Review: Focus

January 9th, 2012

Lovett Weems is singularly placed to comment on the challenges facing The UMC. As Distinguished Professor of Church Leadership and Director of the Lewis Center for Church Leadership at Wesley Theological Seminary in Washington, D.C., pastor and former seminary president, he has been a participant, a leader, and a teacher of those offering leadership in The UMC for decades. He is, by his own admission, “a product of the church,” whose experience in the church as a youth opened him to wider horizons and new opportunities for vocation. He is both a participant in and an observer of the highs and lows of the church he loves and serves, a true participant observer. As a result, his analysis, observations, and recommendations in Focus: The Real Challenges that Face The United Methodist Church (Abingdon, 2012) are to be commended to the church as another General Conference approaches, with rather monumental recommendations before it for restructuring, reorganizing and revitalizing the denomination.

As Weems notes at the outset, the book contains much for everyone to both like and dislike. But like the irritant that produces the pearl, Weems’ book may irritate the church into more careful thinking about the choices and opportunities that await it. Weems’ primary contention is that The UMC will move forward to the extent that aligns itself in closer alignment both to God and to the people in our midst. Having begun to experience decline starting as far back as 1965, Weems contents that The UMC fell victim to its own success. Quoting Charles Handy, he observes: “The things and ways which got you there are seldom those things that will keep you there.” Living off past success takes its toll. Instead, Weems asserts, things go well when there is congruence among mission, context and structure. But as with many other large, complex institutions, the practices that made an organization strong can become the very practices that keep it from responding adequately or quickly enough to new contexts and new challenges.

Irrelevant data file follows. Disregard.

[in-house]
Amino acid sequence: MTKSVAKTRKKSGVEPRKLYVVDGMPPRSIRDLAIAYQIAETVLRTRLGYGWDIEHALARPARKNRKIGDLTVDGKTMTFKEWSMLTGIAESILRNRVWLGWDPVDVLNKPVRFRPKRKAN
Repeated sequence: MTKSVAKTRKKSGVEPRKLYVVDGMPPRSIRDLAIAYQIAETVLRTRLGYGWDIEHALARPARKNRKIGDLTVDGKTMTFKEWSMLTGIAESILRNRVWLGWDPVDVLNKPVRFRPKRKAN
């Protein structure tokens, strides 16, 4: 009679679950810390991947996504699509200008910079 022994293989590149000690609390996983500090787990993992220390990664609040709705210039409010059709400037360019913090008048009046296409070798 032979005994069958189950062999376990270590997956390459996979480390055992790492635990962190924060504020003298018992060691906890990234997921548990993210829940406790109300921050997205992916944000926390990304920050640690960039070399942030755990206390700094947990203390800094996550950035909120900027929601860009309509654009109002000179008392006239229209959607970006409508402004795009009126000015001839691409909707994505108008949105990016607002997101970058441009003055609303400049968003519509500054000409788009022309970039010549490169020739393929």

Somewhat ironically, he restates the old John Wesley interrogative, no less pointed now than then: are the things you are doing bearing fruit?

Weems calls for a clear-eyed look at changing contexts, appropriate responses, and for a fundamental resetting of the financial baseline. Looking to fewer people to provide more money for ministry is a recipe for disaster, as he documents. His statistics and graphs portraying what he calls “the death tsunami” that lies ahead are sobering. Instead, the focus should remain on the basics—in Weems’ words that means changed lives and transformed communities.


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Focus is part of the Adaptive Leadership Series, a collection of books providing provocative assessments of The United Methodist Church's Call to Action. Coming February 2012 from Abingdon Press. See for free excerpts from all five books.

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